NEW YORK (CNN/Money) -
The nation's leading labor organization is considering activities in Wal-Mart's hometown as the world's No. 1 retailer tries to burnish its image at a two-day media conference early next month, CNN/Money has learned.
While details about the events were not immediately available, people familiar with the matter said that the AFL-CIO was considering this week possible actions its members could take at the conference, set for April 5-6 in Bentonville, Ark., or other cities.
Additionally, other North American labor unions are pondering ways to make their presence felt as they seek to draw the attention of the gathered media to their grievances against Wal-Mart (Research).
Wal-Mart, whose 1.5 million employees make it the nation's largest private-sector non-union employer, has been hit by for dozens of lawsuits against it alleging wage-and-hour violations and gender discrimination. It announced an overhaul of its pay and promotion policies last summer.
The company has also successfully resisted organized labor's efforts to unionize workers at its stores.
Some 200 Wal-Mart workers in Jonquiere, Quebec, will be watching closely to see if any labor protests and demonstrations at Wal-Mart headquarters next month will convince the company to change its mind about closing the store on May 6.
Wal-Mart decided in February to close the store, where workers were close to reaching a union contract, citing ongoing losses.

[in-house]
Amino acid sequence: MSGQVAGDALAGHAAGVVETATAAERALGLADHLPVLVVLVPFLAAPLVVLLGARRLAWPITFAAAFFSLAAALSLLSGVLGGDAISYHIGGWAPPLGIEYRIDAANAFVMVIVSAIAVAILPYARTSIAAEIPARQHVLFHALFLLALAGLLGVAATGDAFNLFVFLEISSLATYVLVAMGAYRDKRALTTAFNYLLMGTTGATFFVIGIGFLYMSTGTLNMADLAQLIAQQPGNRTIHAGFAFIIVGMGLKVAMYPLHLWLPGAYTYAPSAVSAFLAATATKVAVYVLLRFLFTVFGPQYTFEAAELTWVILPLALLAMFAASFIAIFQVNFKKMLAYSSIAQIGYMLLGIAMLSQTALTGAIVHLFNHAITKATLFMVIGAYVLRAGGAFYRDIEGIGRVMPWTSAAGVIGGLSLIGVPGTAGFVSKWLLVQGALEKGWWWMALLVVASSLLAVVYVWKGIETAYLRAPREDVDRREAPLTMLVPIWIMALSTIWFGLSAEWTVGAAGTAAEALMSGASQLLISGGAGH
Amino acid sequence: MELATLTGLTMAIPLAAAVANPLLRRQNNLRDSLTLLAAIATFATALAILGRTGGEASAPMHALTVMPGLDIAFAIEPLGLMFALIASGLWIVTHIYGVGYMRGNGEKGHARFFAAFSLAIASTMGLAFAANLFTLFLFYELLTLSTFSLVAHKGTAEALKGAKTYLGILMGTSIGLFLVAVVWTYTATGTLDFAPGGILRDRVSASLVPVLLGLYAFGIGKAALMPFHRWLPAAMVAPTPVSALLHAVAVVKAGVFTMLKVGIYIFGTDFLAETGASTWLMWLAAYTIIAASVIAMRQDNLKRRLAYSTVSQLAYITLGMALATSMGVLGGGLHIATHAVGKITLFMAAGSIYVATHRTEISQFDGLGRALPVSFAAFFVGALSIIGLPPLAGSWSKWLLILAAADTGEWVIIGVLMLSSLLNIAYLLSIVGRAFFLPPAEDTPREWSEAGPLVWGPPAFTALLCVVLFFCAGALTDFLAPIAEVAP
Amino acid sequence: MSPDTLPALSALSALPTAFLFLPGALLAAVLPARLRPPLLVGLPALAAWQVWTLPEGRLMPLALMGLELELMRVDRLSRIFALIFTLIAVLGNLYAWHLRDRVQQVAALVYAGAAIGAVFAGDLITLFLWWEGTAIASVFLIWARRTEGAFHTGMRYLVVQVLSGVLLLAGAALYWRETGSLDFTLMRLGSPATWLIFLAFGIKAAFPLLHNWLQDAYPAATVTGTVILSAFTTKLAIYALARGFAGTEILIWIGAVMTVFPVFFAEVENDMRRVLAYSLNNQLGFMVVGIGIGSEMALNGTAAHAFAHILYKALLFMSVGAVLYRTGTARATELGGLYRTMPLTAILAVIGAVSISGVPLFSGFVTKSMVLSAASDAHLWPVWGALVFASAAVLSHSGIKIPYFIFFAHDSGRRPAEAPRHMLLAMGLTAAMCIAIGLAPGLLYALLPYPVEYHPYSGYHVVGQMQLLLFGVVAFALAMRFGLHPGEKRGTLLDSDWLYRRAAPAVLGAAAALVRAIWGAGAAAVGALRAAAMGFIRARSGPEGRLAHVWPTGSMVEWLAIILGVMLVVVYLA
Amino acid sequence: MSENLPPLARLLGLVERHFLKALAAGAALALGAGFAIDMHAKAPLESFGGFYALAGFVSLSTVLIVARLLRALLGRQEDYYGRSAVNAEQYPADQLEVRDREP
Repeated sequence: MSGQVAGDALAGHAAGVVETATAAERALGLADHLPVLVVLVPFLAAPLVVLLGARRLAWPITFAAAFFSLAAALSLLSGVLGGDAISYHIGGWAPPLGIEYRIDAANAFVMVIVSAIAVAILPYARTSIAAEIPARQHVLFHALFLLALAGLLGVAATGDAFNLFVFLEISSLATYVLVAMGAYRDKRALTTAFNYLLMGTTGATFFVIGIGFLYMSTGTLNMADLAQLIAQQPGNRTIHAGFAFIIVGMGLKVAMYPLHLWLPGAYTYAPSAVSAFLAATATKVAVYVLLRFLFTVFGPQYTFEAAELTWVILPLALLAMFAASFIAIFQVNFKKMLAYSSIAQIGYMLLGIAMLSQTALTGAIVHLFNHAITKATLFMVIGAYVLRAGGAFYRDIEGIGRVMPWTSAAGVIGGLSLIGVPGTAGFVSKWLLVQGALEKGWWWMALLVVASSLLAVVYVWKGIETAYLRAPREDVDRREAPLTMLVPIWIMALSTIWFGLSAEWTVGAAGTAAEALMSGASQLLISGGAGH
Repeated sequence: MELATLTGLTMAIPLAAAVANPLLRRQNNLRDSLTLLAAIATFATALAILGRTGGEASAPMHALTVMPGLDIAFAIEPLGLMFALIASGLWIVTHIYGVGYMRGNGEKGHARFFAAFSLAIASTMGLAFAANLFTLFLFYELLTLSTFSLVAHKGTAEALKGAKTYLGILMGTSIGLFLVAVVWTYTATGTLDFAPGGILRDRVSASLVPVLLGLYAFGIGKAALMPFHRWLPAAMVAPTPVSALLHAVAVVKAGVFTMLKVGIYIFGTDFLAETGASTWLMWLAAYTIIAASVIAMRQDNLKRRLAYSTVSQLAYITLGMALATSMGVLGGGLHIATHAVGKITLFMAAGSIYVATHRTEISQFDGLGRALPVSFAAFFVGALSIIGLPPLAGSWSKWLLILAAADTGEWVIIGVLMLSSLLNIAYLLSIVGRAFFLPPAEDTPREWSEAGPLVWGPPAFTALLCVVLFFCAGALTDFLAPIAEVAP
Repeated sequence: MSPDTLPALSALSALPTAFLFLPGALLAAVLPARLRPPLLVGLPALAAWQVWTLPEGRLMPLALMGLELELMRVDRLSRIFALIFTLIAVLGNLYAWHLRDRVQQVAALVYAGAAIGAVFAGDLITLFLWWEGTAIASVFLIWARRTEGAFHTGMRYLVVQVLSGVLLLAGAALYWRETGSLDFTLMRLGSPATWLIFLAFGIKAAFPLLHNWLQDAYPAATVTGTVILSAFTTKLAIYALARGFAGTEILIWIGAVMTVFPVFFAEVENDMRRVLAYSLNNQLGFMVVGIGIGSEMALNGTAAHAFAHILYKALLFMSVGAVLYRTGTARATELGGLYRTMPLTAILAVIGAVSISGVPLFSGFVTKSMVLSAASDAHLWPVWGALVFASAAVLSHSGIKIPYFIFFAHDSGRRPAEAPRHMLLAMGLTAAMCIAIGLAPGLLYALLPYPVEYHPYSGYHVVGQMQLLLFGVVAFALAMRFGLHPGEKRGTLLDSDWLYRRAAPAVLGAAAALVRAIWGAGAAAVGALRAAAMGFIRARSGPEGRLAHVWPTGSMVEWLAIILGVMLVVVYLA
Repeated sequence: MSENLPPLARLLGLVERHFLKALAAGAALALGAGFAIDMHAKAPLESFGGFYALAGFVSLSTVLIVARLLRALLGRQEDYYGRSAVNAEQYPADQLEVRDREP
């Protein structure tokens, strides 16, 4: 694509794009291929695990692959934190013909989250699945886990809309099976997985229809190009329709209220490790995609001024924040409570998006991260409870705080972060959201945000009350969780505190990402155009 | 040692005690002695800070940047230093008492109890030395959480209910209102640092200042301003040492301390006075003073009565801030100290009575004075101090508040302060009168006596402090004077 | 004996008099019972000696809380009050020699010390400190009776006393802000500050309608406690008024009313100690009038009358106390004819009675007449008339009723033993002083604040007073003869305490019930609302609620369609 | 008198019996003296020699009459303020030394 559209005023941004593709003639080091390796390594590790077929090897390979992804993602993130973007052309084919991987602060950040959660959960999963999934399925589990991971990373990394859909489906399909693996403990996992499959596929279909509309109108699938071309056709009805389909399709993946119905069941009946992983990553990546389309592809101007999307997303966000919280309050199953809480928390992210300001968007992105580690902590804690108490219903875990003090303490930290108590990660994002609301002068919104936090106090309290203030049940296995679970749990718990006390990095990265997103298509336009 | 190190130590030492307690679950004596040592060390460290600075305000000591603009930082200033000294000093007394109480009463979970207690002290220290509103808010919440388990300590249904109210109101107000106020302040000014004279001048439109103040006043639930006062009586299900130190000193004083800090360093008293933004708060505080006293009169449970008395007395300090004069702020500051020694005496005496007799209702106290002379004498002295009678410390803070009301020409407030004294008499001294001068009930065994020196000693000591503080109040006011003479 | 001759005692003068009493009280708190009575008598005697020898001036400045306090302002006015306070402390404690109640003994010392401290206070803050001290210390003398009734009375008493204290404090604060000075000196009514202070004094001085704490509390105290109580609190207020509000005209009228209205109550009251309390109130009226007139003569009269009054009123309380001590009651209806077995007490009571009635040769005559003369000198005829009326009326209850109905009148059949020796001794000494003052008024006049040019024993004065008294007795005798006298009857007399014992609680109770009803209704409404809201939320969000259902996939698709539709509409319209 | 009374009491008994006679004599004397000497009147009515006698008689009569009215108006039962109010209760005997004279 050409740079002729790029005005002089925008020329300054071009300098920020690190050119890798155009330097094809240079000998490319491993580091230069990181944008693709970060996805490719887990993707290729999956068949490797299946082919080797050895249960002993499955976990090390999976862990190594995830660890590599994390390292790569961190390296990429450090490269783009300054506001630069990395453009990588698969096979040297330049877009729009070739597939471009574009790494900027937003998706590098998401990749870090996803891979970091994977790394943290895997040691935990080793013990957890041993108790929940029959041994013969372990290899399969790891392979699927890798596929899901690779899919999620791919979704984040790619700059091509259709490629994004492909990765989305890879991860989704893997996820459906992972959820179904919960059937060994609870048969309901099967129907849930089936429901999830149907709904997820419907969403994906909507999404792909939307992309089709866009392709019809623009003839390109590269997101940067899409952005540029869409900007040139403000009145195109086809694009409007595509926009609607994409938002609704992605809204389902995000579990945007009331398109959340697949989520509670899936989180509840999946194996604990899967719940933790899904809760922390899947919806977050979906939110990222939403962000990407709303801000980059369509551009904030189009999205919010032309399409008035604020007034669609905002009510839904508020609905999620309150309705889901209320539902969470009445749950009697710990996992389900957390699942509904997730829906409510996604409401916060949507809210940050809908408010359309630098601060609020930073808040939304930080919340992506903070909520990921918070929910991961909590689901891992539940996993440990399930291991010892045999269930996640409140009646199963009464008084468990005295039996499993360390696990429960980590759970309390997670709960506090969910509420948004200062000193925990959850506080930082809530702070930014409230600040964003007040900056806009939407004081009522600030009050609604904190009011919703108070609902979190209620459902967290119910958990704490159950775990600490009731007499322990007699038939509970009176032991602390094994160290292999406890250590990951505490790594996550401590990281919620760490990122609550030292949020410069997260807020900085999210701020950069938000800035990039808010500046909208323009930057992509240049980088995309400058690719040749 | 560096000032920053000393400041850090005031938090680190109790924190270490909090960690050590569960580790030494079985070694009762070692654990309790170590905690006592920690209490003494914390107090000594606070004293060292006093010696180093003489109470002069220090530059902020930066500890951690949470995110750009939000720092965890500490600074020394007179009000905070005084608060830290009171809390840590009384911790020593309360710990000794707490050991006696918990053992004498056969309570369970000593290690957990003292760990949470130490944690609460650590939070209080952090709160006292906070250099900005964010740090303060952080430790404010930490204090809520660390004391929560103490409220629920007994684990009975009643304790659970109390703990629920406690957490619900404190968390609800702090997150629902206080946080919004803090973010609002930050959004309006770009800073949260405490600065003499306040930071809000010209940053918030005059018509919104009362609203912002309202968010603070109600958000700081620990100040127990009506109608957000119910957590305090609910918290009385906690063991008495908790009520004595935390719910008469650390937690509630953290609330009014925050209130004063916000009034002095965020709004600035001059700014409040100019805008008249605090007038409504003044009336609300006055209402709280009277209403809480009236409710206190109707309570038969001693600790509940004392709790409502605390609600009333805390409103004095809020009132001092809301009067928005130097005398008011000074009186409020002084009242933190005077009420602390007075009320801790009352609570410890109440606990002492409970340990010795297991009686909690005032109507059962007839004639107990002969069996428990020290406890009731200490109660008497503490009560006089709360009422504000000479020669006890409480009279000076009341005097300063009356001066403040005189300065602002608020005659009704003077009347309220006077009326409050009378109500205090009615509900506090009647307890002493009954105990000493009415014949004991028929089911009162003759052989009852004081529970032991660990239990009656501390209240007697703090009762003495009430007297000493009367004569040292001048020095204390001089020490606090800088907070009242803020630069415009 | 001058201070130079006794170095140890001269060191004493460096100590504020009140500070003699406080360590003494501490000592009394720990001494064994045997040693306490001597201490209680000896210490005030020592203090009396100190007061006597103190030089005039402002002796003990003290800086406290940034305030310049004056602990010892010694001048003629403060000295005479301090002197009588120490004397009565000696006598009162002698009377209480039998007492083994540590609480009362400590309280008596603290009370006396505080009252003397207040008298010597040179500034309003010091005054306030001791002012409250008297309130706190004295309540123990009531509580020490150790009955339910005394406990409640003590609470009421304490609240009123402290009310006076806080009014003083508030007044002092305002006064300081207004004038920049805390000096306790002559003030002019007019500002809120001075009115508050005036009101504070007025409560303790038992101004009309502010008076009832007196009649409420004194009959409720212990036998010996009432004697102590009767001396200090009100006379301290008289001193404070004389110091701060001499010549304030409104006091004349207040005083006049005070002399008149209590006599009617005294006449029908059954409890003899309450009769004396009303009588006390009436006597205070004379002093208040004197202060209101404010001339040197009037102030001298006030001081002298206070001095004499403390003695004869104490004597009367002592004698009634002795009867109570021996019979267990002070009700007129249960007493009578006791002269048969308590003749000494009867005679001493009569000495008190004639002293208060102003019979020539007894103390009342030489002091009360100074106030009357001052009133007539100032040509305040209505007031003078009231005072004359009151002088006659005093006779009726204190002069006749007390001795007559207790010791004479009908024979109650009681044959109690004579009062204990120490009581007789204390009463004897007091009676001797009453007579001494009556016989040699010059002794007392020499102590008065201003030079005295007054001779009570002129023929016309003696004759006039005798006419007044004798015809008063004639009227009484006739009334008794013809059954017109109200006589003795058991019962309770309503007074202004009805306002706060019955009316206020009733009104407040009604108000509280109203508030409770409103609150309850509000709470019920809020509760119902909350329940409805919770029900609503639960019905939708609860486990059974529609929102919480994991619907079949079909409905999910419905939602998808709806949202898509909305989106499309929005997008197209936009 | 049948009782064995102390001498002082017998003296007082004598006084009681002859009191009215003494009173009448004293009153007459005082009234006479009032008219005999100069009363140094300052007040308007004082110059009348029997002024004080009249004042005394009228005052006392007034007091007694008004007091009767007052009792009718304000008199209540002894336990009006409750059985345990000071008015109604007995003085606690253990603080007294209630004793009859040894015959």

Just last week, Marie-Josee Lemieux, president of the local chapter of the United Food and Commercial Workers (Canada), who had spearheaded efforts to unionize the store in Quebec, died of a sudden heart attack at the age of 40.
Wal-Mart's two-day meet-and-greet is a concerted effort by the company to polish up its image. The company says it's to "ensure that [the media] has accurate information on Wal-Mart,"
Indeed, Wal-Mart has been on an aggressive campaign to court the media in a bid to rebuild its reputation after a string of damaging publicity.
Last year, Wal-Mart was accused of allegedly hiring illegal immigrants through a contractor and underpaying those employees, and earlier this month it agreed to pay $11 million to settle the matter. It's also facing stiff opposition to its "big-box" format in New York and other cities.
It also shot back at critics by launching a nationwide media blitz in January, including ads in more than 100 newspapers, touting the company's wages, employee benefits, economic impact and charitable contributions.
Wal-Mart spokesman Gus Whitcomb said the company was not aware of labor groups planning protests in Bentonville next month.
"However, as we've said before, union demonstrations that seek to harm a company seem an odd way to tell that company's people that you have their best interests at heart," Whitcomb said in a statement e-mailed to CNN/Money.
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